Fifty Years of Independence – End of a Sequel (Recapitulation)

Elarm Chalusa
Elarm Chalusa

By Elarm Chalusa

The sequel covered a range of topics including literacy, gender parity index, sector contributions to GDP, completion rates/progression between various education levels, health issues, life expectancy, infant and maternal mortality and many others a summary of which is provided below.

  • Fifty years down the road in post independence Zambia, our literacy level stands at only 61.4%.
  • The gender parity index (GPI) for Zambia stands at 0.91 indicating gross gender inequalities in both rural and urban areas although urban areas showed more equality.
  • Primary school enrollment as at 2012 was 97.9% according to World Development Indicators, July 2014 [1]

As at 2010, for individuals over the age of 25 years, the completion rates for each level of education, excluding pre-school was as follows:

o   Primary = 47.8%

o   Secondary = 37.3%

o   Tertiary = 14.5%

That’s a harsh reality isn’t it? Thus:

o    For every 1000 children enrolled at primary school, over 520 failed to complete school their primary education.

o   For every 1000 pupils admitted to secondary school, excess of 620 did not complete their secondary education.

o    For every 1000 students admitted to tertiary institutions, over 850 did not graduate.

  • Recommendations being:

o   Reduce the duration of primary education from 7 to 6 years.

o   Make basic education (up to grade 9) free regardless of whether a child passes grade 7 exams.

o   Reduce the duration of the secondary education from 5 to 4 years.

o   Reduce the number of subjects each senior secondary student can take from 8 to 7.


  • While the teacher training quota receives the largest proportion of tertiary training, the number is not enough to reduce the teacher student ratio.
  • The field of medical sciences needs prioritizing to boost offset the dismal doctor density rate of 7 per 100,000.
  • Our enrollment in all other sectors at major universities should reflect a national strategy to obtain required numbers of expertise if we are to produce enough engineers and other essential skills needed for robust national development.
  • The agro and fisheries sectors which employ the bulk of our labor force (66.7% ) [3] need to be made economically viable to increase more revenue as well as provide employees modest economic prowess – departure from peasantry.
  • The rate of proliferation of high institutions of learning is has not been able to cope with the demand.  Let us exploit further the available technology to afford education to as many as may need though online and distance learning.  Let us produce an overly educated population. How about that?
  • As it is, even if all candidates sitting for primary leaving exams in Grade 7, or Junior Secondary education at Grade 9 and School Leaving Exams at Grade 12 were to pass the exams, there are not nearly as half the places available to absorb them at subsequent higher levels of education. It follows that; by default, we are prepared to have a certain fraction as failures even as we enroll them in grade 1.  What should we do then, after 50 Years?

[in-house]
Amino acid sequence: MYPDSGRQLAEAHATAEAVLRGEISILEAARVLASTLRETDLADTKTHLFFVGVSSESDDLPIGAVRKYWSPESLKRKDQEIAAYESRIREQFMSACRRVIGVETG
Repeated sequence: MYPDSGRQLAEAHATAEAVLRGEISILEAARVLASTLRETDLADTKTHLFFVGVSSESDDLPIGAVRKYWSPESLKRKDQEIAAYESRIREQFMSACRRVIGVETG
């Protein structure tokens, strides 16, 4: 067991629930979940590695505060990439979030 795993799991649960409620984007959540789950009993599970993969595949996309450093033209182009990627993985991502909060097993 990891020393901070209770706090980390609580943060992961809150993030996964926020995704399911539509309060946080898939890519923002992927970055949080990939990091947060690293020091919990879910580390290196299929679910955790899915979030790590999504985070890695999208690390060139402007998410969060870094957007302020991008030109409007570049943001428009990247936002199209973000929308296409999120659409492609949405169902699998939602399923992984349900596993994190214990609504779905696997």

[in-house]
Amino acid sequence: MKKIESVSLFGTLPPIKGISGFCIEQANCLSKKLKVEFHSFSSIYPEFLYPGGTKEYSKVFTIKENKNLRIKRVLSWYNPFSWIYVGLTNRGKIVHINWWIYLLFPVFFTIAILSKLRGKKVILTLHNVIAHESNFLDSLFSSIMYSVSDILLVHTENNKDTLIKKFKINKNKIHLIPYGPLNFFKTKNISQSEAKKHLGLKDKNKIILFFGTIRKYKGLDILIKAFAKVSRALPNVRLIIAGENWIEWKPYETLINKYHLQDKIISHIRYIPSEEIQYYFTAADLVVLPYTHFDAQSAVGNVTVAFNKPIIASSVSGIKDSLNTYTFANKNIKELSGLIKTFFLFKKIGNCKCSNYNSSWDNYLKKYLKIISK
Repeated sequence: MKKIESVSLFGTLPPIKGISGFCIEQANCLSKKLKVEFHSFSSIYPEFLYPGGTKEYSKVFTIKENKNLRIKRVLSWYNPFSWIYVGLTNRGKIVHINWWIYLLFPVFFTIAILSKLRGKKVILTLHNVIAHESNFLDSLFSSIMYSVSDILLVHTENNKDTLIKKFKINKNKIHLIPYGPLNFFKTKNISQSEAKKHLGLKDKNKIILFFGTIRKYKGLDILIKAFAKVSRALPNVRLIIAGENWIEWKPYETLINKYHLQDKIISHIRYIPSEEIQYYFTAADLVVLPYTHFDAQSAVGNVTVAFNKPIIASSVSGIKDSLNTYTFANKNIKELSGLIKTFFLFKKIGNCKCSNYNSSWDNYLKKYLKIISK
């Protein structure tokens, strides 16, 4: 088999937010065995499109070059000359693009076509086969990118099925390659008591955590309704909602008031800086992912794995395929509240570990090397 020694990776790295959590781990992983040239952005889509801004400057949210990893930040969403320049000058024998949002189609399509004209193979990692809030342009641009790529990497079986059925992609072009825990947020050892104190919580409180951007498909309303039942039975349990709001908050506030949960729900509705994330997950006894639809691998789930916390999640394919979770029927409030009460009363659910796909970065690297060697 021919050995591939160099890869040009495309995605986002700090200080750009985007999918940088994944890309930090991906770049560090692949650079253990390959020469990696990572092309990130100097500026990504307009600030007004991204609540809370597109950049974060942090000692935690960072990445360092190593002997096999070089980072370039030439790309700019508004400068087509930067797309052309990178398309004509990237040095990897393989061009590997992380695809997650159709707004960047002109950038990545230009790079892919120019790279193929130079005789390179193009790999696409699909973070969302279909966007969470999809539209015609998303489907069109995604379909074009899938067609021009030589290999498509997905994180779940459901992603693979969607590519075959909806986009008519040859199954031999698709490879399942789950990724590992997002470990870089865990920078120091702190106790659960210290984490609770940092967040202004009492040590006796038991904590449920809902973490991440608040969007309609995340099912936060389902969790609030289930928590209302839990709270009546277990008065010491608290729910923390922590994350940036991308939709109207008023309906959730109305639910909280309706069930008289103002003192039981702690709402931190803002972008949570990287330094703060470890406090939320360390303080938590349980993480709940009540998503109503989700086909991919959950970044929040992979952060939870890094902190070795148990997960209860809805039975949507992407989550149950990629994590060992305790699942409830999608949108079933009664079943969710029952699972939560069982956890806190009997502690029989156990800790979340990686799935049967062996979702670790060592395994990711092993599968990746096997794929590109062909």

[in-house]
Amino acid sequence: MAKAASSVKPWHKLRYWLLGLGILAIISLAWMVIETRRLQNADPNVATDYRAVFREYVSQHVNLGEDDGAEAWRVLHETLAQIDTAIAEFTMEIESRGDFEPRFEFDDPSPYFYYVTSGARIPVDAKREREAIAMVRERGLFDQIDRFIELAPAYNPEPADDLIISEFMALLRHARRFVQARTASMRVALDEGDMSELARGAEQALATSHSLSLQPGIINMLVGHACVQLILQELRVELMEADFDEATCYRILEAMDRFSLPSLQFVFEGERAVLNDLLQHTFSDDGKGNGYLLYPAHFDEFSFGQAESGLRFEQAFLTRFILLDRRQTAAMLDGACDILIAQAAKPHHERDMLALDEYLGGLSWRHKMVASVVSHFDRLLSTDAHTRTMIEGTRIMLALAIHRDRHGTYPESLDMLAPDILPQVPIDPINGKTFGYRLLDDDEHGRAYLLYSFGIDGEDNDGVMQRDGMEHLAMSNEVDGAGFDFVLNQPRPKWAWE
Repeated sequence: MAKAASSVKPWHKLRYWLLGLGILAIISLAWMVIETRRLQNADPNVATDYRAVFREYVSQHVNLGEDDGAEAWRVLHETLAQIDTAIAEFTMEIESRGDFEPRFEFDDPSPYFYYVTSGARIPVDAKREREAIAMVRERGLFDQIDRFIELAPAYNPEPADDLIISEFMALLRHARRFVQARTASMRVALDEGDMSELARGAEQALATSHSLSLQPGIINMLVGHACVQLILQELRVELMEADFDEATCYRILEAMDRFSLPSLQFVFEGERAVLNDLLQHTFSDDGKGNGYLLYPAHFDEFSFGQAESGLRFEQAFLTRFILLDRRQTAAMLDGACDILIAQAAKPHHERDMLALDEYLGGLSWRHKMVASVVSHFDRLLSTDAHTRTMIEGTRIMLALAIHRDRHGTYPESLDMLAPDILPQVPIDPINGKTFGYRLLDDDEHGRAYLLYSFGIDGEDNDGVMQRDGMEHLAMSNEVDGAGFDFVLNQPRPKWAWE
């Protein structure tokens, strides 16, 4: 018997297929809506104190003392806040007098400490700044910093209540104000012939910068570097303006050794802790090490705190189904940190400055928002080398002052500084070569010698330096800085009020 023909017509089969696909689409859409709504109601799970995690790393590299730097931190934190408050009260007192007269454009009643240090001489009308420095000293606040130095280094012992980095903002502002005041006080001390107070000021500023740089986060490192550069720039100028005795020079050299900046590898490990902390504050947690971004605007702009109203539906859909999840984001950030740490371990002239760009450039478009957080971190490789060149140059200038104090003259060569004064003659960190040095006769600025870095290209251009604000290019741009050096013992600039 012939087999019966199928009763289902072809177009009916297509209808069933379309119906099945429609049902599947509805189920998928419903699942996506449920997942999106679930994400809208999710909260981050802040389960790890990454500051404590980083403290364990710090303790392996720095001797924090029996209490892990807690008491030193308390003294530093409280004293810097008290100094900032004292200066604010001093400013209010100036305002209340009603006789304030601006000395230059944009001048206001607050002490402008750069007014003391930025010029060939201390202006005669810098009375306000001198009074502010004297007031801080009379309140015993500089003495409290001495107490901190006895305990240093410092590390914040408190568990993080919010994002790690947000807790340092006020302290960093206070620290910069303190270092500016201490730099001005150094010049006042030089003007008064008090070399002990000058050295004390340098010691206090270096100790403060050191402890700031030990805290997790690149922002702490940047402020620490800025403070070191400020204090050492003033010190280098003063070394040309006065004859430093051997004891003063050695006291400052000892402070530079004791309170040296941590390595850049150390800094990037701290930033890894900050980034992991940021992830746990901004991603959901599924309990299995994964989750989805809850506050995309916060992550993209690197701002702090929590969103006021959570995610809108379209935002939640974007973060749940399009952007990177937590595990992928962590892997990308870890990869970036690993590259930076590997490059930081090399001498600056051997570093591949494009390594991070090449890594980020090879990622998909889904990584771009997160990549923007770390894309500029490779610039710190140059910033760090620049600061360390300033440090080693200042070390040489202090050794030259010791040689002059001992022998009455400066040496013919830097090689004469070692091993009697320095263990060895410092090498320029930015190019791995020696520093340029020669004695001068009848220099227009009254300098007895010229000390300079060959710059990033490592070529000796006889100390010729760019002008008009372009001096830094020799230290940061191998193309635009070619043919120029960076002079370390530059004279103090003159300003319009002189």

It means that the expedient solution is to expand the number of:

o   Secondary schools to absorb all leaving primary schools.

o   Senior secondary schools to absorb all those leaving basic (junior) schools.

o   Tertiary institutions (colleges and universities) to absorb ALL those attaining full school certificates at grade 12.

  • Let us take a leaf from Malaysia (that produces 50,000 engineers per year [4] and provides 11 years of free basic education [5]) and Singapore [6] who took seriously the human resource to turn their economies around.
  • Improve access to electricity from the current 25% to 100%.
  • Provide access to safe drinking water and modest sanitation and waste disposal to 100% of the population.
  • It is possible to increase our life expectancy, reduce infant and maternal mortality rates and deaths resulting form HIV/AIDS significantly as well as improve the nation’s ability to handle challenges posed by major infectious disease cited above.  By the way, how on earth did we find ourselves having 2 hospital beds to cater for a 1000? And seven doctors per 100,000 Zambians? – After 50 years after independence?
  • After 50 years of independence and peace time, is it justifiable to have any fraction of the population in extreme poverty. Our nation should no longer be described as an impoverished southern African country.




[3] Living Conditions Monitoring Survey Report 2006-2010 p33

[4] Arend, M.(nd). How Did Malaysia Do That?

[5] Malaysia: An economy Transformed. p66 Retrieved on 19/08/2014 at

[6] History of Singapore’s Economic Development. Retrieved on 19/08/204 at



Elarm Chalusa


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